After these amazing cultural experiences, we continued our trip and had a stopover in Sucre. The city – former capital of Bolivia – is charming with lots of beautiful colonial buildings, nice bars and restaurants. We met up with Australian Tom again and went to the 201st anniversary of the first independence movement right away. It turned out to be an incredible party with a great live concert. Until… Tom got his wallet pick-pocketed. Thus all of a sudden Tom was without documents and neither one of us had working credit cards. Due to the loss of his documents, Tom headed to Santa Cruz (the only city in Bolivia where there is a Belgian consulate) and ended up in a headache-causing-nightmare called “administration in South America”.
While Tom was on his own expidition to get a new passport, David decided to take on a challenge of his own. Upon arriving in La Paz I headed straight towards the local mountaineering organizations to find out about the possibility to climb Huayna Potosi. This peak is located in the proximity of La Paz and at 6088 metres high it is one of the easier 6000-plus meter peaks to summit. Because the easiest route to the top isn’t very technical, unexperienced climbers have a decent chance of getting there. However the effects of altitude sickness are not to be underestimated and in the end only approximately 50% of them makes it.
The advice given in the different agencies ranged from “I’ve got a group leaving tomorrow morning, you should join!” to “You need at least 8 days to acclimatize, luckily I’ve got a group leaving then!”. In the vain hope that the time in Uyuni and Potosi would suffice, I decided to go for the first option. After some last minute shopping (altitude sickness pills, sunglasses, gloves and snacks) and a well-deserved night of sleep, it was time to meet up with the rest of the expedition: five doctors-to-be from the UK, Andres a proud Universidad de Chile supporter out of Santiago and our four guides. Together with all of our equipment, we crammed ourselves in a little mini-van to take us to base camp at 4700 metres, where we’d spent the afternoon getting used to walking on glaciars using crampons and ice-axes. After acquiring these skills, we advanced to ice climbing which was not only great fun but also very tiring. Nevertheless it was mandatory to master this technique, because in the last 100 metres to the peak a piece of 30 metres of almost vertical ice wall had to be conquered.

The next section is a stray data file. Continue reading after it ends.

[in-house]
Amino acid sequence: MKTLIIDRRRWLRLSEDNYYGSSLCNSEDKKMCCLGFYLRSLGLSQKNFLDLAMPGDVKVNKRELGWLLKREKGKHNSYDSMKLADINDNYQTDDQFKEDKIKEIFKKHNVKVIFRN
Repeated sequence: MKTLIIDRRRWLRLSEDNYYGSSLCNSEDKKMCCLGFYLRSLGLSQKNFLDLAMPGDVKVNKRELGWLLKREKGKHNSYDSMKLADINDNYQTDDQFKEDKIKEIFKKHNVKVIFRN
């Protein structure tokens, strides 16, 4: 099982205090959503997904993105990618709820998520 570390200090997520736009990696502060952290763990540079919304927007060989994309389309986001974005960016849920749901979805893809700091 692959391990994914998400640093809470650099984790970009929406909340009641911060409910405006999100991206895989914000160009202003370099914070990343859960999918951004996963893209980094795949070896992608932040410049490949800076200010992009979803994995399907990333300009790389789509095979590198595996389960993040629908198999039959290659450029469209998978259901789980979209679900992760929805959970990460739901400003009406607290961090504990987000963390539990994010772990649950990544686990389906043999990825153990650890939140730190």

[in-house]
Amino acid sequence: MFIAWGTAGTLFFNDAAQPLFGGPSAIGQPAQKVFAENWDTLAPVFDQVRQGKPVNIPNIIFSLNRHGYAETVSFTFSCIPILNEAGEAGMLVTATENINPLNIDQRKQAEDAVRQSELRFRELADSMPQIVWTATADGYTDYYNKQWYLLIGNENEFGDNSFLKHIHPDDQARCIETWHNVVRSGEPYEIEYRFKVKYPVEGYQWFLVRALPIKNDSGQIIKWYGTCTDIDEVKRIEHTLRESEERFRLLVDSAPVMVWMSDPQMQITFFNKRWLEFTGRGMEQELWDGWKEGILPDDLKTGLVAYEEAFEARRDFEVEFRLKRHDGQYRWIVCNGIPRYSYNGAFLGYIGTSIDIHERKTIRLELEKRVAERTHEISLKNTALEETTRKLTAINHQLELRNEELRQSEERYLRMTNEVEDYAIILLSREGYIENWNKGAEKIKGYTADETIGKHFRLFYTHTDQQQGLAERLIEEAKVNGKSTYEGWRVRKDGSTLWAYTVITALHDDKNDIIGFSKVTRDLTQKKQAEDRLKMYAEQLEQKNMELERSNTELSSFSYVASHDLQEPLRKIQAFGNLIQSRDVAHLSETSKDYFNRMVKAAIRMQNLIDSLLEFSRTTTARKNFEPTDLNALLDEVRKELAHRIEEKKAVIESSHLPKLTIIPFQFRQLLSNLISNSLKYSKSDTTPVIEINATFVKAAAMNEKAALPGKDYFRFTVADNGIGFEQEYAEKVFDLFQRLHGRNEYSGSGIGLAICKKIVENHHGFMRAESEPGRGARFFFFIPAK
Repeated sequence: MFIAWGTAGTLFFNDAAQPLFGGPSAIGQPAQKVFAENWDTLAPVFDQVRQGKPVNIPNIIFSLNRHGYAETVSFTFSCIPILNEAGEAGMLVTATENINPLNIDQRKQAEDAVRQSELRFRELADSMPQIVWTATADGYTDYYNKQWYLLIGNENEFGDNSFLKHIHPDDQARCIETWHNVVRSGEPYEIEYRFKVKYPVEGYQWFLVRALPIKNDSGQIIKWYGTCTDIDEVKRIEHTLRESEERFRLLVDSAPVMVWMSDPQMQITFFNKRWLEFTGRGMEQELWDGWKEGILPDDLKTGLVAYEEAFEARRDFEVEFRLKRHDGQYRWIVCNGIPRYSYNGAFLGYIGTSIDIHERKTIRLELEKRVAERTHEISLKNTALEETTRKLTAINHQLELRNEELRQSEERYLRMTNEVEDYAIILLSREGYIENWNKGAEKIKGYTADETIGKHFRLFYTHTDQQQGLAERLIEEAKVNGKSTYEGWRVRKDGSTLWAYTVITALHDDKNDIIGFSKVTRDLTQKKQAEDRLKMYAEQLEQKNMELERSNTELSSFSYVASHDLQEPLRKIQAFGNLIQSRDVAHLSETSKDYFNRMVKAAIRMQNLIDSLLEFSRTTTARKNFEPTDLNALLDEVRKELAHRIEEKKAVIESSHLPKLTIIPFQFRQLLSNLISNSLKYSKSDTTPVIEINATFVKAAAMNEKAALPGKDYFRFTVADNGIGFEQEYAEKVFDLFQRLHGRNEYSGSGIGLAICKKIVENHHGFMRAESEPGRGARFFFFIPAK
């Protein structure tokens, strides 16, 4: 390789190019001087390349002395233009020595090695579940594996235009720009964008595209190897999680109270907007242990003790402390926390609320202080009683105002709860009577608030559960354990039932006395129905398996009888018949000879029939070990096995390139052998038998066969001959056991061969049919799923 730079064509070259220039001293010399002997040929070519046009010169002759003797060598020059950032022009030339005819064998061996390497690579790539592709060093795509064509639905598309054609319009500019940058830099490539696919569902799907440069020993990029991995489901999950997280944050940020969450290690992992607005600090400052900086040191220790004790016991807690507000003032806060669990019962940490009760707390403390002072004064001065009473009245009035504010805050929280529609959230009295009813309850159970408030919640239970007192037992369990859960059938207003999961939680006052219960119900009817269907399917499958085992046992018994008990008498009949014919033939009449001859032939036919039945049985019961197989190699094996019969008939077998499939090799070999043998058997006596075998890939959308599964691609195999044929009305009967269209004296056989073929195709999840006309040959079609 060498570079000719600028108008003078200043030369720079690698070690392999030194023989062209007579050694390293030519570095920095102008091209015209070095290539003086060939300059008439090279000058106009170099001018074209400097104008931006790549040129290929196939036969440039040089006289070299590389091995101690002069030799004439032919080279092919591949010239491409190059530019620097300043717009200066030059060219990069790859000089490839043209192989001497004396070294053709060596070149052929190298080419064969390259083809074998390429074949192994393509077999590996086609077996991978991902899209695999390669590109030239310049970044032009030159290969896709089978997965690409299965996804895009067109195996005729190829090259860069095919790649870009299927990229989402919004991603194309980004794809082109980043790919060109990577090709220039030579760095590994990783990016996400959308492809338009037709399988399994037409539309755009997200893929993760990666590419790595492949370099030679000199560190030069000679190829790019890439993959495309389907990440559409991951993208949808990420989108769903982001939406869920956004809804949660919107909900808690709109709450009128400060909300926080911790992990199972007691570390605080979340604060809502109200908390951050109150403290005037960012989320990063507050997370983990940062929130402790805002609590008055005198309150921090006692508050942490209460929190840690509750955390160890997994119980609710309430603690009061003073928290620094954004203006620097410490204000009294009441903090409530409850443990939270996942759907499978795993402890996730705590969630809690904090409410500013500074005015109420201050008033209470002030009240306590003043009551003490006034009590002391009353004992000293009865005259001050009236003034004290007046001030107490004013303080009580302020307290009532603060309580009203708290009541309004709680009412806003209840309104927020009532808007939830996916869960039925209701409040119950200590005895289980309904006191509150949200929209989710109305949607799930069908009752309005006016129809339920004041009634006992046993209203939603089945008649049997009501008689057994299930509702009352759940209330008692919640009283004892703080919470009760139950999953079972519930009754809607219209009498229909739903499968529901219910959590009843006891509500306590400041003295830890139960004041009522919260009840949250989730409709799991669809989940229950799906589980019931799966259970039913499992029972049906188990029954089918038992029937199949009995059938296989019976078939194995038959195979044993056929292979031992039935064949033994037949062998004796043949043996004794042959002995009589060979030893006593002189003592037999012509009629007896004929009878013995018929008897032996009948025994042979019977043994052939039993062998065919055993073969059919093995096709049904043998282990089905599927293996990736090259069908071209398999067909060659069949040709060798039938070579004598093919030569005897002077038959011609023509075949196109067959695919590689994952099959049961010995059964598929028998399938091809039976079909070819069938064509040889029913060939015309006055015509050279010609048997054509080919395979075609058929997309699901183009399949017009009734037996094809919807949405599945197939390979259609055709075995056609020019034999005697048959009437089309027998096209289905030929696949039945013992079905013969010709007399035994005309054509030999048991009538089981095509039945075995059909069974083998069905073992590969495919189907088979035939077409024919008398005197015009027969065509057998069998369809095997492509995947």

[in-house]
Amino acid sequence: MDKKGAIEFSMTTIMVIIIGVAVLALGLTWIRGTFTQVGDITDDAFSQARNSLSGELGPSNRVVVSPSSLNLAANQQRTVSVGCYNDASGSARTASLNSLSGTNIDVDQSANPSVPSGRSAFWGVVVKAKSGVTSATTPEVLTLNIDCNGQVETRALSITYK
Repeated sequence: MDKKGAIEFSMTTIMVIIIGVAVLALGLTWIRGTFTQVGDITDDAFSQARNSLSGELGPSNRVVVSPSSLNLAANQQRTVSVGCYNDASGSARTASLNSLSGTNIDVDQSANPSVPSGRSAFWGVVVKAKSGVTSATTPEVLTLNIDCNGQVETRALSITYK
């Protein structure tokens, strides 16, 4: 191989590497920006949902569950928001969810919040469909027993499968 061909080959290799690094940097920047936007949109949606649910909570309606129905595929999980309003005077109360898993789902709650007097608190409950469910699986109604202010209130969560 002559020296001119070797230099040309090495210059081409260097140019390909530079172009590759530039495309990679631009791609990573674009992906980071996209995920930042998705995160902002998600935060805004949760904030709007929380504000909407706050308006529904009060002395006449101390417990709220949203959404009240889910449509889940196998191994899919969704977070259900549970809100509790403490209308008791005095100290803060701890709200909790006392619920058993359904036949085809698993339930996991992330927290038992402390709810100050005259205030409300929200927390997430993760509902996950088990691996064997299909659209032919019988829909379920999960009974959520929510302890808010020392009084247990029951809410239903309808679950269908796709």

On day two of the expedition we had to pack all our stuff and get to the Campo Roca which was located at 5130 metres and would be our start off point for the final ascent. It took us just over two hours to get there and a slight headache was already bothering some of us. Most of the afternoon was devoted to eating and resting to prepare ourselves for the climb ahead of us. After an early dinner we retreated to the dormitory at six in the afternoon trying to catch some sleep. The altitude sickness as well as a growing nervosity only gave us a couple of restless hours, before getting up shortly after midnight to prepare ourselves. We put on our gear, tried to squeeze in a bit of breakfast and gave eachother some peptalk, before setting of in groups of three (two people plus one guide). Carlos, who would be our guide for the summit, tied up Duncan and myself on a safety rope and off we went.
It wasn’t before long that the altitude sickness really kicked in. Our heads felt like they contained a little gremlin beating the inside with a sledgehammer and our stomachs weren’t really interested in all the chocolate we tried to absorb. But some mutual support and an urge to get to the summit kept us going. After a while I went into a simple trance of “Stick, left foot, right foot, stick, left foot, right foot” that kept me going through the cold, silent night. Every fifteen minutes or so we had a short break to catch our breath, drink some water and enjoy the magnificent scenery that was developing around us. Each step brought us a little higher and a little closer to the summit. After a while we saw the tinkling lights of La Paz far below us and the magnificent Cerro Illimani (6438m) was the only thing in the wide environment that was still higher than us. All of the sudden we stood in front of the Polish ridge, the final difficult part before we would reach the summit. With newly found energy and motivation we tackled this last part. We used our ice climbing skills to conquer the steep wall and then had to carefully cross a footwide ridge to finally arrive at the summit.
It had been a body wrecking experience to get there, but the experience of getting at this point was so rewarding. I felt so proud about not giving in to the natural urge to stop and go back. The view on top of the summit was just amazing: ahead of us lay a field of clouds that was only pierced by some of the nearby summits whilst the sun was slowly rising above it; behind us we could see the city of La Paz slowly waking up whilst Lake Titicaca could be seen as well. It must have been the most amazing sunset I have ever seen and while we were on top of the mountain all the physical ailments seemed to have magically disappeared. After twenty minutes in this magical environment, it was time to descend again. It was a harsh trip going down again as we were confronted with our fatigued body, screaming headaches and rising nausea. Another headache in Bolivia and this time it felt like the worsest one ever.
It wasn’t until I got back in to La Paz that I finally started feeling fine. I met up with the Toms again and had no problems convincing them that they should also try to summit this mountain. However this would have to wait till we came back from the jungle, but more on that in a next update.
Hear you later!